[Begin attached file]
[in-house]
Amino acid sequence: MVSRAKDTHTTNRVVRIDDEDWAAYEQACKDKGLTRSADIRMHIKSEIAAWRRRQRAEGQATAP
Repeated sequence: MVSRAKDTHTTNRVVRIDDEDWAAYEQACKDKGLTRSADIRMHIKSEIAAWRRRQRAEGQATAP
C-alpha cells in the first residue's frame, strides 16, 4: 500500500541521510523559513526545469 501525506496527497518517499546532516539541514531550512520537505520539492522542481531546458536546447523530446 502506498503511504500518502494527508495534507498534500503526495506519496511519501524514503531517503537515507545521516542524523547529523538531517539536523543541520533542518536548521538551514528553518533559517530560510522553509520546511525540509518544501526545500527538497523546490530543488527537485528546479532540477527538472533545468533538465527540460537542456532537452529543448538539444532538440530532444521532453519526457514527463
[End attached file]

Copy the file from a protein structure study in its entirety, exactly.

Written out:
[in-house]
Amino acid sequence: MVSRAKDTHTTNRVVRIDDEDWAAYEQACKDKGLTRSADIRMHIKSEIAAWRRRQRAEGQATAP
Repeated sequence: MVSRAKDTHTTNRVVRIDDEDWAAYEQACKDKGLTRSADIRMHIKSEIAAWRRRQRAEGQATAP
C-alpha cells in the first residue's frame, strides 16, 4: 500500500541521510523559513526545469 501525506496527497518517499546532516539541514531550512520537505520539492522542481531546458536546447523530446 502506498503511504500518502494527508495534507498534500503526495506519496511519501524514503531517503537515507545521516542524523547529523538531517539536523543541520533542518536548521538551514528553518533559517530560510522553509520546511525540509518544501526545500527538497523546490530543488527537485528546479532540477527538472533545468533538465527540460537542456532537452529543448538539444532538440530532444521532453519526457514527463